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Meet Richard Keilig

Posted October 24, 2012 in Community Featured

Richard Keilig teaches science at Centerville High School.

Richard Keilig teaches anatomy and physiology, biology, advanced biology and occasionally chemistry at Centerville High School. But before that, he achieved the rank of lieutenant colonel in the medical service corps of the U.S. Army Reserve and served seven years of active duty in the U.S. Army.

His military service stretched from 1972 to 2004. While in the reserves, he worked as a high school teacher, as a community college teacher and in hospitals.

Thirteen years ago, Keilig was finishing up a tour of active duty as the chief of bacteriology/microbiology at Brooke Army Medical Center at Fort Sam Houston in San Antonio, Texas. He participated in the Department of Defense’s Troops to Teachers program to return to high school teaching.

“When I received an email from the Centerville School District that there was an opportunity here to teach high school science, I came up for an interview and really liked what I saw and signed up,” he says.

In 1999, the high school did not have the state-of-the-art science wing it has now. The Ruggles Science Center opened in 2005. Its laboratories and resources are a vast improvement over the old third-floor science rooms, Keilig says.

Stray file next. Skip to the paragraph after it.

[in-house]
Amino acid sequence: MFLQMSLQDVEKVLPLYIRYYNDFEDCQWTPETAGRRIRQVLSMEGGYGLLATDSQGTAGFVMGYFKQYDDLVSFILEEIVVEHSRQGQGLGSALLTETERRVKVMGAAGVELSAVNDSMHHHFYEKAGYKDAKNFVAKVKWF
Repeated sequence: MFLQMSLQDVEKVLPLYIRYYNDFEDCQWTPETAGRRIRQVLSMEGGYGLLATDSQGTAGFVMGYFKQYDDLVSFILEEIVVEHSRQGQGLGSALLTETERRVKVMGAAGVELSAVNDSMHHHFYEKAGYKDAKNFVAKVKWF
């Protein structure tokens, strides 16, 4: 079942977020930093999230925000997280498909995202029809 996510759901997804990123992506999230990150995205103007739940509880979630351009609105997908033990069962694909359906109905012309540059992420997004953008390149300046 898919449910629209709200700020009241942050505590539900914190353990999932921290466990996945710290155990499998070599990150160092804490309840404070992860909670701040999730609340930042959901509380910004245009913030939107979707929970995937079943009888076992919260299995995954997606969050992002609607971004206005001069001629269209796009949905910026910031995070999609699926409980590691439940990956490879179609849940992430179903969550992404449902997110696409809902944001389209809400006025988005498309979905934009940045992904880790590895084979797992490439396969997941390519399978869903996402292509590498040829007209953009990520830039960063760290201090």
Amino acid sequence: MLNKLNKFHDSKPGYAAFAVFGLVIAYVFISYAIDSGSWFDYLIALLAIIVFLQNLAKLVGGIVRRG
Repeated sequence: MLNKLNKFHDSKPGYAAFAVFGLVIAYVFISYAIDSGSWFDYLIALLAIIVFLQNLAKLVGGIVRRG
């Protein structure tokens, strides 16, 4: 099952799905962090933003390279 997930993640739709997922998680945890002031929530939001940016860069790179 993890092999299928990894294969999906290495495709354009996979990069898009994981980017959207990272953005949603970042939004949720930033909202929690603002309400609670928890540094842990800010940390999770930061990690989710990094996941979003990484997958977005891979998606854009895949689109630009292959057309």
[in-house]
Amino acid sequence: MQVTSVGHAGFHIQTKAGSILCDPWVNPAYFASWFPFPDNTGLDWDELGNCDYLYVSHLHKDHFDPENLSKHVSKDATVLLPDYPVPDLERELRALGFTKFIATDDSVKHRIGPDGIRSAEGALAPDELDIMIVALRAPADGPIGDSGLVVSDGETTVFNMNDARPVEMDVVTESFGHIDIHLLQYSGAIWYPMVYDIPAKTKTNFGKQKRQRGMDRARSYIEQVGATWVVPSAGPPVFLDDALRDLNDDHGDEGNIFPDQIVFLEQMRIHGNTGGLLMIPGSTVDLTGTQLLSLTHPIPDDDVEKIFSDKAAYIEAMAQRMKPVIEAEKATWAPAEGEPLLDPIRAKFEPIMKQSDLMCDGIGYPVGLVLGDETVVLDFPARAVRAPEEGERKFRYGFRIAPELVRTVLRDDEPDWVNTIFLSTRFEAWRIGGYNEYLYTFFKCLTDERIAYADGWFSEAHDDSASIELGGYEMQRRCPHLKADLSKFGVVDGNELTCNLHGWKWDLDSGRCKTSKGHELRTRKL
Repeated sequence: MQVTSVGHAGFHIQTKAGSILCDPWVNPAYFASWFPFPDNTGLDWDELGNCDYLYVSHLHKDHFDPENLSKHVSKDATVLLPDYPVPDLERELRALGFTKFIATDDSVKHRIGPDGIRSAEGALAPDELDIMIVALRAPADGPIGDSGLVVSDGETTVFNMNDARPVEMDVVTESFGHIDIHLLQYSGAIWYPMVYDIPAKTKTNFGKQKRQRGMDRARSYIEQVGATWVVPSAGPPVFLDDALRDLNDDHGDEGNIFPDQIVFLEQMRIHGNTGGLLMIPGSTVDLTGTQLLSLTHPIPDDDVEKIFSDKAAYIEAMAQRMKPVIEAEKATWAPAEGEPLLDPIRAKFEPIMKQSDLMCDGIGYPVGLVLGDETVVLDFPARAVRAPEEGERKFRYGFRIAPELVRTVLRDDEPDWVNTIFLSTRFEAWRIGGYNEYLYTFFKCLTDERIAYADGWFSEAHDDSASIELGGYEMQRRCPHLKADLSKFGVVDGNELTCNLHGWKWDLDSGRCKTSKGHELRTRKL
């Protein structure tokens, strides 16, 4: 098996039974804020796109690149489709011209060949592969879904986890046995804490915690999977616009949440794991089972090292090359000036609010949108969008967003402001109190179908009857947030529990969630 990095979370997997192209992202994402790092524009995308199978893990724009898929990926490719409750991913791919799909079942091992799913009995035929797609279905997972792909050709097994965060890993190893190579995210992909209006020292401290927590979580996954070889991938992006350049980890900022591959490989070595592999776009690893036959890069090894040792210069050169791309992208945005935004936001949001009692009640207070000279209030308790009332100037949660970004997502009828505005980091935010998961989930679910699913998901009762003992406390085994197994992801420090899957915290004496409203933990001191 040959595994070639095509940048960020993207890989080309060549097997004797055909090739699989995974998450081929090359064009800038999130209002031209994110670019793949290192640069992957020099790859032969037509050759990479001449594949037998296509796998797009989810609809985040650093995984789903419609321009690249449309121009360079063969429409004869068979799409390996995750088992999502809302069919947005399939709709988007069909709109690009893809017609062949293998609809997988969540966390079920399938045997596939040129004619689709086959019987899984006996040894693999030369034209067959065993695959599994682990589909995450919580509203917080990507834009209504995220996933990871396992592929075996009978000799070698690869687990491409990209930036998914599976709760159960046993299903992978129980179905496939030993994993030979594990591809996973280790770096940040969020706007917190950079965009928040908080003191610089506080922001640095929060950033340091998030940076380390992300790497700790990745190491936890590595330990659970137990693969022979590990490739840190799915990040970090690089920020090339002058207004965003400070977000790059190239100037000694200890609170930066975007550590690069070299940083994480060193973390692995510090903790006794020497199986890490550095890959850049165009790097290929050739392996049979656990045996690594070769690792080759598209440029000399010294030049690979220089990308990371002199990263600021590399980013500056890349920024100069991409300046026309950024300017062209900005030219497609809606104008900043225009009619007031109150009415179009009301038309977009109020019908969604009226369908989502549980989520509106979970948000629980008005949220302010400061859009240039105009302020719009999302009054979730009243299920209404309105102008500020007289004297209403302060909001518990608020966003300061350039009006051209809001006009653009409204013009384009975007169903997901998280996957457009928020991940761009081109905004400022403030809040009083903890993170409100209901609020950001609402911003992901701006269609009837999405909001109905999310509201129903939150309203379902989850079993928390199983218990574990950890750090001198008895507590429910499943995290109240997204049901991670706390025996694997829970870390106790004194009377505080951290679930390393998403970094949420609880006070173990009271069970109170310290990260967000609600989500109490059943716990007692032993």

“It’s really a special part of the building,” he says. “A lot of planning and praying and finance went into making this building the way it was by visionaries that were here before I was.”

For the past 11 years, Keilig has also taught sections of anatomy, physiology, biology and microbiology at Indian Hills Community College in Centerville.

“It’s a great experience to work with people pursuing their dreams and sharing my experiences from the medical field,” he says. “It is also a challenge to learn and instruct new material. Science is always changing.”

Keilig and his wife, Carol, have five children and one granddaughter. Their oldest son is in the U.S. Marine Corps. Keilig says he is proud his son is serving in the military — even if it is with the Marines and not the Army.

“Teaching at Centerville High School has been a tremendous opportunity,” he says. “I really feel that we’re doing some great work here, helping to encourage our students to become members of society and to achieve their dreams after they finish school.”





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